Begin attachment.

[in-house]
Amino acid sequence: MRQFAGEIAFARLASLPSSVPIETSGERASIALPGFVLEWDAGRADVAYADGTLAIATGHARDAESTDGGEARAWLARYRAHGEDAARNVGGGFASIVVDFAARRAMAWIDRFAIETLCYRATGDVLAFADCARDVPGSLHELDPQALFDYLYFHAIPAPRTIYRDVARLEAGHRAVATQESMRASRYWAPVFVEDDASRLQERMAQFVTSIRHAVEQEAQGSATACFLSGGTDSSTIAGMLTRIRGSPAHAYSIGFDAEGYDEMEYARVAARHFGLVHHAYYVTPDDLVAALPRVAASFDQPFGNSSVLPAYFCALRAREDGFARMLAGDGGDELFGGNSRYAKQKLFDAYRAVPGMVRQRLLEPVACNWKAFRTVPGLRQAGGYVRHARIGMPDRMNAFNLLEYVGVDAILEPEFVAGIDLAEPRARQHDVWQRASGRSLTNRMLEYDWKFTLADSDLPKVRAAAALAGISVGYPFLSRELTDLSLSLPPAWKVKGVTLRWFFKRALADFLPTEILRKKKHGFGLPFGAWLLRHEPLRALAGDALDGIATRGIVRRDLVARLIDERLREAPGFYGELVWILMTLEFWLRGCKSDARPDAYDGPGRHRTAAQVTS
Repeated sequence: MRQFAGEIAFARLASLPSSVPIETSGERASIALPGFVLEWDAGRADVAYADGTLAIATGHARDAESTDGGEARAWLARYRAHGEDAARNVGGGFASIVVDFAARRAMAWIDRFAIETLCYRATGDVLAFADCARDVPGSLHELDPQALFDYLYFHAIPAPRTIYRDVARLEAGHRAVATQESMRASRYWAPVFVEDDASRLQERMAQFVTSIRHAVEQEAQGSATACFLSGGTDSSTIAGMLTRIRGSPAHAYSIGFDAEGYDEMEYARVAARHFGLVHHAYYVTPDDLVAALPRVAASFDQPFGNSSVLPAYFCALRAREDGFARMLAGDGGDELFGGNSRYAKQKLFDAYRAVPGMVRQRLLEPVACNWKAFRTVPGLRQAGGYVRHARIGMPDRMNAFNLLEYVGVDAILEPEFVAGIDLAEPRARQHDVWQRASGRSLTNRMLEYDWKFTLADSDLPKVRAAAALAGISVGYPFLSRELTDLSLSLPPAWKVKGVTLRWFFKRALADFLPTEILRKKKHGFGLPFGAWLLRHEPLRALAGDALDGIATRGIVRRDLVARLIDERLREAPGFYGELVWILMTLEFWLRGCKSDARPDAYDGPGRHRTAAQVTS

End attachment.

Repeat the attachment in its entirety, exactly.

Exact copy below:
[in-house]
Amino acid sequence: MRQFAGEIAFARLASLPSSVPIETSGERASIALPGFVLEWDAGRADVAYADGTLAIATGHARDAESTDGGEARAWLARYRAHGEDAARNVGGGFASIVVDFAARRAMAWIDRFAIETLCYRATGDVLAFADCARDVPGSLHELDPQALFDYLYFHAIPAPRTIYRDVARLEAGHRAVATQESMRASRYWAPVFVEDDASRLQERMAQFVTSIRHAVEQEAQGSATACFLSGGTDSSTIAGMLTRIRGSPAHAYSIGFDAEGYDEMEYARVAARHFGLVHHAYYVTPDDLVAALPRVAASFDQPFGNSSVLPAYFCALRAREDGFARMLAGDGGDELFGGNSRYAKQKLFDAYRAVPGMVRQRLLEPVACNWKAFRTVPGLRQAGGYVRHARIGMPDRMNAFNLLEYVGVDAILEPEFVAGIDLAEPRARQHDVWQRASGRSLTNRMLEYDWKFTLADSDLPKVRAAAALAGISVGYPFLSRELTDLSLSLPPAWKVKGVTLRWFFKRALADFLPTEILRKKKHGFGLPFGAWLLRHEPLRALAGDALDGIATRGIVRRDLVARLIDERLREAPGFYGELVWILMTLEFWLRGCKSDARPDAYDGPGRHRTAAQVTS
Repeated sequence: MRQFAGEIAFARLASLPSSVPIETSGERASIALPGFVLEWDAGRADVAYADGTLAIATGHARDAESTDGGEARAWLARYRAHGEDAARNVGGGFASIVVDFAARRAMAWIDRFAIETLCYRATGDVLAFADCARDVPGSLHELDPQALFDYLYFHAIPAPRTIYRDVARLEAGHRAVATQESMRASRYWAPVFVEDDASRLQERMAQFVTSIRHAVEQEAQGSATACFLSGGTDSSTIAGMLTRIRGSPAHAYSIGFDAEGYDEMEYARVAARHFGLVHHAYYVTPDDLVAALPRVAASFDQPFGNSSVLPAYFCALRAREDGFARMLAGDGGDELFGGNSRYAKQKLFDAYRAVPGMVRQRLLEPVACNWKAFRTVPGLRQAGGYVRHARIGMPDRMNAFNLLEYVGVDAILEPEFVAGIDLAEPRARQHDVWQRASGRSLTNRMLEYDWKFTLADSDLPKVRAAAALAGISVGYPFLSRELTDLSLSLPPAWKVKGVTLRWFFKRALADFLPTEILRKKKHGFGLPFGAWLLRHEPLRALAGDALDGIATRGIVRRDLVARLIDERLREAPGFYGELVWILMTLEFWLRGCKSDARPDAYDGPGRHRTAAQVTS